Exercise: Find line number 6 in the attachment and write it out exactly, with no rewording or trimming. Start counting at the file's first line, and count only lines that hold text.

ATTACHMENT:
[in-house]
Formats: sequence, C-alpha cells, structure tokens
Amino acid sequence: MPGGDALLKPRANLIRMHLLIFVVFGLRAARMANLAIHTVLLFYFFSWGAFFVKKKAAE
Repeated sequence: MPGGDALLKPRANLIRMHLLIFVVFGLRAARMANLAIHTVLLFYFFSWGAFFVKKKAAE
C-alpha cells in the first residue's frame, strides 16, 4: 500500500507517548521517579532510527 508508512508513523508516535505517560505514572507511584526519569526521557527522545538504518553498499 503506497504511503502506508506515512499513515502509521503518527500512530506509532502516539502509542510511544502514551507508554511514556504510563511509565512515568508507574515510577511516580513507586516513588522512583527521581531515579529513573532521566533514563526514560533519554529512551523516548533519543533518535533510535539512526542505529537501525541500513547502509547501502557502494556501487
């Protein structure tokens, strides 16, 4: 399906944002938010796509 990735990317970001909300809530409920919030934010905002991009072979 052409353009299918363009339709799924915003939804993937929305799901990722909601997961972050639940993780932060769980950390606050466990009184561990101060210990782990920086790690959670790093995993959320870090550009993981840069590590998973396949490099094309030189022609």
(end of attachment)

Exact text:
């Protein structure tokens, strides 16, 4: 399906944002938010796509 990735990317970001909300809530409920919030934010905002991009072979 052409353009299918363009339709799924915003939804993937929305799901990722909601997961972050639940993780932060769980950390606050466990009184561990101060210990782990920086790690959670790093995993959320870090550009993981840069590590998973396949490099094309030189022609």